To rank and score these products and see which cargo carrying box is truly worthy of being crowned king, we began by doing extensive research, looking at over 50 different products, then selected the seven most promising candidates to purchase and test head-to-head. We developed a comprehensive testing plan, evaluating and judging the performance of each product on everything from its ease of installation to how well it hid scratches and scuffs. We divided our testing process into four weighted rating metrics — Ease of Use, Durability, Security, and Appearance, with each box earning a final score ranging from 0-100. Below, we dive into each metric, describing why they are important and which models stood out for their performance.
If you are shopping on a budget, then the Yakima SkyBox or the SportRack Vista should be your first choice. The SkyBox is quite a bit larger, easier to use, and is definitely an all-around better box than the Vista, but sells for about $530 — a little over $200 more than the Vista. The Vista is a great choice if you want a bare-bones box that can handle extra luggage items, but is much harder to use and install and can't handle longer pieces of gear, like skis or paddles. The Thule Motion XT is one of the best products you can get but comes with a hefty price tag of around $730. Matching the performance of the Motion XT, the Hyper XL is even pricier at around $1000, but looks quite a bit more sleek and stylish, making it the box for you if you place a premium on style. The chart below summarizes the combination of performance and price for each model we tested.
Ease of Use
Whether you plan to use your cargo box occasionally, or throw it on your roof and leave it there for months, there are a few ways in which some products are considerably easier to use than others. For this metric, worth 40% of the total score, we looked at the assembly process which included mounting and opening and closing the box; this helped us come up with a picture of how much or little effort was required to enjoy the benefits of each box.
Earning some of the top scores of the entire group, the Thule Motion and the Thule Hyper are our absolute favorites when it comes to being convenient and easy to use. These boxes both came essentially assembled and ready to go right out of the box — only requiring you to thread the interior tie-down straps through their brackets.
The AcuTight or PowerClick mounting systems make installation a breeze and usually accomplished in under five minutes. In fact, we spent more time trying to locate where the manufacturer had taped the key than actually mounting it the first time we went to install the Hyper XL.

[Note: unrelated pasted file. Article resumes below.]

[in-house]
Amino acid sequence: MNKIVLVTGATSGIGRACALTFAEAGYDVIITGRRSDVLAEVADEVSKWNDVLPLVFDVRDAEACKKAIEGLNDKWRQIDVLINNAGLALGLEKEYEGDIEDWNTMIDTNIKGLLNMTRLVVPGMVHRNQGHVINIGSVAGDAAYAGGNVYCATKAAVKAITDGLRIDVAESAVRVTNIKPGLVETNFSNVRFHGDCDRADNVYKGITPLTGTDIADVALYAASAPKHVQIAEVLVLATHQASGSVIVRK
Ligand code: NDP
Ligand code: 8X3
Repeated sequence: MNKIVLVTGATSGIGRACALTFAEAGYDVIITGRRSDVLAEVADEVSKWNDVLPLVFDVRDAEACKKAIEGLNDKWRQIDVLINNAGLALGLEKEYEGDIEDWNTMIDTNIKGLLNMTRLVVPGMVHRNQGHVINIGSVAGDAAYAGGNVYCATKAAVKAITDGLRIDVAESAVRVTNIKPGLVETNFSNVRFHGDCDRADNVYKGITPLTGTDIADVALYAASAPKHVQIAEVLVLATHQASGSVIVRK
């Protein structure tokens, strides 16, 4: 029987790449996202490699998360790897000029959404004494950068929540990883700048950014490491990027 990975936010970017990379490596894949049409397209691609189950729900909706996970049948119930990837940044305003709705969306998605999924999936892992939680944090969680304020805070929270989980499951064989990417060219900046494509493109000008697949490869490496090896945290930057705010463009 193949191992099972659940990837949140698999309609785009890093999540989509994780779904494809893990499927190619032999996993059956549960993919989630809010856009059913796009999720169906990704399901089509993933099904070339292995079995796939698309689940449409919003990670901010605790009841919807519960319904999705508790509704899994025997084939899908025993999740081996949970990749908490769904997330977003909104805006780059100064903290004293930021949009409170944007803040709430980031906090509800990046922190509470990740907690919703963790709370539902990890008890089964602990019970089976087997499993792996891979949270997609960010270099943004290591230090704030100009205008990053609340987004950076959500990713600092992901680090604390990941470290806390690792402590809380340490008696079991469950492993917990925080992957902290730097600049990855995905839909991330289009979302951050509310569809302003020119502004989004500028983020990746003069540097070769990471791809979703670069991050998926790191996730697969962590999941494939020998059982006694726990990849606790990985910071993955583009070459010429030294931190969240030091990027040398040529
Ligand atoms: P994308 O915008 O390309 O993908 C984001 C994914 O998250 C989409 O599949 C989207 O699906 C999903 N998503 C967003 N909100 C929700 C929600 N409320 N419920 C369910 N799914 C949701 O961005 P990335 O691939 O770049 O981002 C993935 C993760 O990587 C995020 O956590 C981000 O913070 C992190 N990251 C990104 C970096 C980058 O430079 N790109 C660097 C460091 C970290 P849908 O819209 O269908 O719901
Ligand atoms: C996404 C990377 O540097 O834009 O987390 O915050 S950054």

Both of these lids open from either side and aren't very floppy at all. Additionally, the Hyper XL also has an integrated light for loading or unloading at night. While it isn't terribly bright, it is useful, though we would still recommend keeping a headlamp on hand if you are going to be using the box at night frequently.
Following this pair of top performers, the Yakima SkyBox is next regarding ease of use. It also has a dual-side opening, but the handle is less user-friendly, and the installation takes a little bit longer and is a little more difficult to accomplish compared to the above pair of Thule models. The SkyBox also lacks a pull cord — a must for shorter users or if the box is installed on a taller car.
The Thule Force came next, having a very similar mounting system to the Thule Motion, with the only difference being the lack of an audible click to let you know that you have tightened the clamp sufficiently.
This Force also opens on both sides, but has a much less convenient and user-friendly handle and latching system, dropping its score down from the Hyper or the Motion.
The Yakima ShowCase 15 and the SportRack Vista are relatively mediocre when it comes to being convenient and easy to use. We weren't enamored with the handle-less design on the ShowCase, but it isn't too difficult to install on a car or access your gear with its dual-opening and quick install mounts — similar to the Yakima SkyBox — but is more work than the top Thule models.
The handle design on the SportRack is fine, but its rear opening makes it much harder to get to your stuff — rendering it almost impossible if the box is on a larger car.
The U-bolt mounting system on the Vista is also a bit of a pain. It's not too bad if you don't plan on taking the box on and off your car frequently, but we would recommend a different box if you are mounting and unmounting the SportRack every weekend.
Finishing out the back of the pack, the Sidekick by Thule is our least favorite when it comes to ease of use. This product requires extensive assembly out of the box that took us over an hour to complete. Additionally, it also relies on a U-bolt mounting system — similar to the SportRack — that is equally hard to use. It also only opens on one side.
Because all of these products are made from similar materials, we looked at the details for clues about their longevity. We drove each box around for weeks without any signs of wear and tear, so this category is primarily concerned with structural integrity and weather resistance. Every box in this review passed the rain and wind tests, which were easy to account for in the Eastern Sierra in springtime, but some had more questionable design features than others. We know you want to invest in a long-lasting roof box that you can count on for countless future adventures, twenty-five percent of the overall score of each product was allotted to durability.
Our main test for durability of materials was in the highly-quantitative lid floppiness. This was a surprisingly easy category to measure since the floppiness was so apparent during regular use. The Thule Motion XT, Hyper XL, and Thule Force, all stood up tall and proud with minimal flop. The Yakima SkyBox is equally sturdy with hinges that gave us a solid impression of sturdiness and a lid with minimal flop.